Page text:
We Band of Angels (subtitled: The Untold Story of American Nurses Trapped on Bataan by the Japanese)
C.S. Lewis wrote of two elements in writing. The first is the words (Logos); the second is the craft of putting them together in a compelling way (Poema). I have found that World War Two books often have the words and facts straight, but lack compelling writing, That can hardly be said for this book because Norman has expertly woven her research and survivor interviews into a mesmerizing account of courage in the face of war-time atrocities.
On the same day that Pearl Harbor was bombed the Japanese navy also launched attacks on American naval and army bases on the Philippine Islands. Tens of thousands of soldiers were trapped on the peninsula of Baatan and the island of Corregidor. For months they obeyed Macarthur’s orders to “never surrender”. But by May of 1942, tropical diseases and lack of food had weakened the troops to such an extent that they were no longer able to resist enemy advances.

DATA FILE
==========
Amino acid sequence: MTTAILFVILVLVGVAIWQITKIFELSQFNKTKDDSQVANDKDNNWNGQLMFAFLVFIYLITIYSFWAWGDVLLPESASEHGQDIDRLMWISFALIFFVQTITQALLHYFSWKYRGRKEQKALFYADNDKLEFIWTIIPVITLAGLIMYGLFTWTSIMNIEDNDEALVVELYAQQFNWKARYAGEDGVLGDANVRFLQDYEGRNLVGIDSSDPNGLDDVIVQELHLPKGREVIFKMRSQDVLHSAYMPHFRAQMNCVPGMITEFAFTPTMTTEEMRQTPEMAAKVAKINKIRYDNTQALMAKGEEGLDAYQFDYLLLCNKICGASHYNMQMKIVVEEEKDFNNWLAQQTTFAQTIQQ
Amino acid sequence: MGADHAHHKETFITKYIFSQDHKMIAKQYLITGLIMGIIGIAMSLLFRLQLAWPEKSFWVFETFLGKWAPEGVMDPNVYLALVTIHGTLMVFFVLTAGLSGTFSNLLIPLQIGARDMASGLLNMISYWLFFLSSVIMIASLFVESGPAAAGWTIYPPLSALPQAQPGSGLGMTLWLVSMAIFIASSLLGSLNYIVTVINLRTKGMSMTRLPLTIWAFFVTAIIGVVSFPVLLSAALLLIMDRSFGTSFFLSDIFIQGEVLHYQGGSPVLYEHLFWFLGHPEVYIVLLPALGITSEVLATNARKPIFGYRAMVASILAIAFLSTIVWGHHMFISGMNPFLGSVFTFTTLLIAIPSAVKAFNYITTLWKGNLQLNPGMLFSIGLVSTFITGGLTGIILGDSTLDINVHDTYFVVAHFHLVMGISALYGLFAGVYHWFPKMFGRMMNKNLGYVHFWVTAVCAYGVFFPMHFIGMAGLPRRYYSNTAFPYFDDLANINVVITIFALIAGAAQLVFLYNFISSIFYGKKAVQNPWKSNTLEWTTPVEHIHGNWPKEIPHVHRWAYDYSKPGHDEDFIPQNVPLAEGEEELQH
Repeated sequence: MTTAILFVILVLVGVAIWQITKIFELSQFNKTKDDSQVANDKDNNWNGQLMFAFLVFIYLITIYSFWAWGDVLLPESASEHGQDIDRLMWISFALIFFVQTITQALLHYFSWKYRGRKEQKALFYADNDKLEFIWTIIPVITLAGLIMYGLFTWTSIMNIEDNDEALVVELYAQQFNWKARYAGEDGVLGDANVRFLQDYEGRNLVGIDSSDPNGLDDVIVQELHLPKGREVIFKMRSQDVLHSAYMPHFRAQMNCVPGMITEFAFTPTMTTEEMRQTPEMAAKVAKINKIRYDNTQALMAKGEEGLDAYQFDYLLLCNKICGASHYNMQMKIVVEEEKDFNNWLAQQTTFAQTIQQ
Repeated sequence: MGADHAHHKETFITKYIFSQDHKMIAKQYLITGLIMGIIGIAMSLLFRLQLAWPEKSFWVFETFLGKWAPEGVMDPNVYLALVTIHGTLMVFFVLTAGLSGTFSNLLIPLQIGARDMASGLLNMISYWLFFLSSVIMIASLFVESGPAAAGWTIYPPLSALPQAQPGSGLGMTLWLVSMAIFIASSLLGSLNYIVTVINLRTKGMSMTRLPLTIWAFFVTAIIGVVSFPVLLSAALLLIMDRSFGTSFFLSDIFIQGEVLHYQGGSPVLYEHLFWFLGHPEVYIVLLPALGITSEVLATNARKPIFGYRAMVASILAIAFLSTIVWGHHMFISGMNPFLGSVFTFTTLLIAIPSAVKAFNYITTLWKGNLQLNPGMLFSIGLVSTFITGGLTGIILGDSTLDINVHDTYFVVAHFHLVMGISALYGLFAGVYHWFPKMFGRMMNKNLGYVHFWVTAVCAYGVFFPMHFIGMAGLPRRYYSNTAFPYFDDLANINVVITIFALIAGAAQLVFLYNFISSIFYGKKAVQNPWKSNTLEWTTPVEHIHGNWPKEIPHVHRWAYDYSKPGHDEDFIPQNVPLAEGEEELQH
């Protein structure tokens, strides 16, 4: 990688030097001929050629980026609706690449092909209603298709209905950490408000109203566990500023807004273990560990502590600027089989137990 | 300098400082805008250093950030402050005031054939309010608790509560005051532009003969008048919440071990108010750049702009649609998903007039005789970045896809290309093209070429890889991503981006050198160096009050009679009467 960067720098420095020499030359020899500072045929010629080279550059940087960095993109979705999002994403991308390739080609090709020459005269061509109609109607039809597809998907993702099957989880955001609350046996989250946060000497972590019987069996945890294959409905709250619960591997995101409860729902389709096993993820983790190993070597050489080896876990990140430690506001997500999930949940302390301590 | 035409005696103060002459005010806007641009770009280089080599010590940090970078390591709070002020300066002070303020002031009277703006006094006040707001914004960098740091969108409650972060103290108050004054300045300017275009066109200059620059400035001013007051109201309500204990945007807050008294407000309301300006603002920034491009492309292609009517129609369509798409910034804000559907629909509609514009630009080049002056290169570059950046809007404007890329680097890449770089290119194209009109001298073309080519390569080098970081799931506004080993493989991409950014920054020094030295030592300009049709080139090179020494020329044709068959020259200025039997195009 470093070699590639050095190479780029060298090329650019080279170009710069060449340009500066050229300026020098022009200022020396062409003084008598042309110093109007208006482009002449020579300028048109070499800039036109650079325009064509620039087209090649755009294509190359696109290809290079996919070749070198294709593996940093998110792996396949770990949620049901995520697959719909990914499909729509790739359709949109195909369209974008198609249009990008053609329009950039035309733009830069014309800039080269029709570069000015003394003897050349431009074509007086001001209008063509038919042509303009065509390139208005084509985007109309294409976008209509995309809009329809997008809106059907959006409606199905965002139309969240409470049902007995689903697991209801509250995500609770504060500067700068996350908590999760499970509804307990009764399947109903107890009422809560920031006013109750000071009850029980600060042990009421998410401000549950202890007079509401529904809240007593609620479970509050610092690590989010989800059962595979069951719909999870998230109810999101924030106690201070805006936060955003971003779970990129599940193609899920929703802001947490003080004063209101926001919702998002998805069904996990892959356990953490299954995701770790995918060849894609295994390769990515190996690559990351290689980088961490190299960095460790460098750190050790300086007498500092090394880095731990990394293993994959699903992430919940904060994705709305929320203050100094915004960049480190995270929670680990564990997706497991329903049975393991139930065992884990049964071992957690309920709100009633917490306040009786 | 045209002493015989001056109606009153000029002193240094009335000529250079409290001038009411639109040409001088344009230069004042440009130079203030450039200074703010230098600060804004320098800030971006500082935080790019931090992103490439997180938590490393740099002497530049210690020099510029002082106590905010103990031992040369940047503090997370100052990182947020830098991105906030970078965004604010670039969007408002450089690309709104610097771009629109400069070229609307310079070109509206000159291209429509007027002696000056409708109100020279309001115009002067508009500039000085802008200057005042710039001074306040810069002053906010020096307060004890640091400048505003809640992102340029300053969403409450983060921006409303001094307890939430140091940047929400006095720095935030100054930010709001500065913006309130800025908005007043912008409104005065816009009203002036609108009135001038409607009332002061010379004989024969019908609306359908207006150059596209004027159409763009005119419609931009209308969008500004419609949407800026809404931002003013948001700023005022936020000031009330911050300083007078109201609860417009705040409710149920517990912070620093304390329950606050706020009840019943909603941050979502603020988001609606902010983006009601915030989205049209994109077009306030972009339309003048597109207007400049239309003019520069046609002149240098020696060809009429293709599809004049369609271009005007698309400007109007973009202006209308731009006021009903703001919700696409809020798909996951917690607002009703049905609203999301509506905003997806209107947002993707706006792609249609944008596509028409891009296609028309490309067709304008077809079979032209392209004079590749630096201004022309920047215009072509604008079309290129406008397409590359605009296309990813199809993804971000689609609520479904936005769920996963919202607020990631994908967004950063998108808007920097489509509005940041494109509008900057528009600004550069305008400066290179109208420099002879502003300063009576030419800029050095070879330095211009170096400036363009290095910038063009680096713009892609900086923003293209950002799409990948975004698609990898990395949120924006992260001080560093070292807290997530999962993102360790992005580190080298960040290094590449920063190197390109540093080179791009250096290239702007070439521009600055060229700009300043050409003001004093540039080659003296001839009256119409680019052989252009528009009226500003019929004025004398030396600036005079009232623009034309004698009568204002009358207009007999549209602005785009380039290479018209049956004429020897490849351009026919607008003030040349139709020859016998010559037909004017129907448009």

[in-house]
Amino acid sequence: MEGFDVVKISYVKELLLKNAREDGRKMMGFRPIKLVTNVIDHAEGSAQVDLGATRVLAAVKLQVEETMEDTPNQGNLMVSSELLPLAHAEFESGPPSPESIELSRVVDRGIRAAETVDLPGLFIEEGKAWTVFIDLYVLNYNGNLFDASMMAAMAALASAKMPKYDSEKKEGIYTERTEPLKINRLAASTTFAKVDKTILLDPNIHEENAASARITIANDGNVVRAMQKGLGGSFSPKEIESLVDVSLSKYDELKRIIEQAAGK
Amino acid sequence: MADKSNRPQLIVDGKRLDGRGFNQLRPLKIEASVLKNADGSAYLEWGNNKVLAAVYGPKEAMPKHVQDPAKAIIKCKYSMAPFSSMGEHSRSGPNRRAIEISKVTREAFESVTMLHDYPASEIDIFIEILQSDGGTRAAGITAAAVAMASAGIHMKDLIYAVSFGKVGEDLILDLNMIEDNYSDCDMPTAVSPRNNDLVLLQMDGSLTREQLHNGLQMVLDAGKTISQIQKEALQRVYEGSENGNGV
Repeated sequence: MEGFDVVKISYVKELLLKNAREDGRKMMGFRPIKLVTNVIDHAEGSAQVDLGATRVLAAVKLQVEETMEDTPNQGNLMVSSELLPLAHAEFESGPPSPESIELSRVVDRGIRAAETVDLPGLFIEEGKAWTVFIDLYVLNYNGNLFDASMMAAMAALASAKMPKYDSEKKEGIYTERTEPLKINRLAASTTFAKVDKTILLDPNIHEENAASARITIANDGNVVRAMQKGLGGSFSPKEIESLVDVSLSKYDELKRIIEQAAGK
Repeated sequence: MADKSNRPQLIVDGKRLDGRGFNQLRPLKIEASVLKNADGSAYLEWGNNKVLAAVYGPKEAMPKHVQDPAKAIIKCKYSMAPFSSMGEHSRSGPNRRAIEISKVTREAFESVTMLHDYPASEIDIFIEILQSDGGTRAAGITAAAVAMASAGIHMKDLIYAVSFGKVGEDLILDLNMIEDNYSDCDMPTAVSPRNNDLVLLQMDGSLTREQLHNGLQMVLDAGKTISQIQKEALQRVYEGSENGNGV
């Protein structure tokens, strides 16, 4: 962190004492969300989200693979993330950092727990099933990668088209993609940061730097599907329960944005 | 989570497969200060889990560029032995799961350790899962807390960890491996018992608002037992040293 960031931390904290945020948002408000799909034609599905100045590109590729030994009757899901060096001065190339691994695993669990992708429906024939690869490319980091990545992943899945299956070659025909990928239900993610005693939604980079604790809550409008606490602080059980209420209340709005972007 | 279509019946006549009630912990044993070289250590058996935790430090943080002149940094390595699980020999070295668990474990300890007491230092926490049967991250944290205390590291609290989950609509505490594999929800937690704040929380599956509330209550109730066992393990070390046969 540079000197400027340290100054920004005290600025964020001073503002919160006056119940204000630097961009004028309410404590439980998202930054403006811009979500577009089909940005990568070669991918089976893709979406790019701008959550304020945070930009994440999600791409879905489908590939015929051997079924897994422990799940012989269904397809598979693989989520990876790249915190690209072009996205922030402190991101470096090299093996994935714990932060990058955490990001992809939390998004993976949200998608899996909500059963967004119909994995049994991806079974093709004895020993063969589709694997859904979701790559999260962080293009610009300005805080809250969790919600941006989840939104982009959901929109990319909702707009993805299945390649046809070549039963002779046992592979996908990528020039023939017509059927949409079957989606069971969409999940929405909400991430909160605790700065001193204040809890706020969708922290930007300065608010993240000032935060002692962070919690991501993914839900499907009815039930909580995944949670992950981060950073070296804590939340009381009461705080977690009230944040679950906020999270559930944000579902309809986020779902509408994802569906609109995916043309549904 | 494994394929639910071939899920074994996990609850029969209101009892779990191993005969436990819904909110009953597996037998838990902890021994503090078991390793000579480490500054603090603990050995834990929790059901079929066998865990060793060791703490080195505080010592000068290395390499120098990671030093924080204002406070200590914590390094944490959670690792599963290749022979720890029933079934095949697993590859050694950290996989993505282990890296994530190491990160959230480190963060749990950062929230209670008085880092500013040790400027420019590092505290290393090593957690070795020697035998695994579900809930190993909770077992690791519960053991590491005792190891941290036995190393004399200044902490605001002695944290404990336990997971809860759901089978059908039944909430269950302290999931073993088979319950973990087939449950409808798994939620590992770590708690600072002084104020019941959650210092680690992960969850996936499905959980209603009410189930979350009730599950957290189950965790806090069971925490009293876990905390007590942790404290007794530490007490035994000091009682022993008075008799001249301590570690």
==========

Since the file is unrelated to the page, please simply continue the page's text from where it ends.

Knowing a little about the Bataan Death March and the thousands who were killed on that perilous trek, I was surprised to read that all 77 nurses who were captured survived their internment in POW camps. Because the Japanese had never seen women in army fatigues they couldn’t believe that they were on the bases for any other reason than to be “comfort girls” to the soldiers. Hence they were placed in civilian internment camps and not the deadly P.O.W. camps portrayed in films such as “Bridge Over The River Kwai”.
Several movies have tried to capture the saga of this book. My favorite is "So Proudly We Hail", but the nurses who survived Corregidor hated it for the way it romanticized and trivialized their loyal service to their country. Now that I’ve read the book I’ll have to re-watch the film and see what I think.
Part Two of this review is here.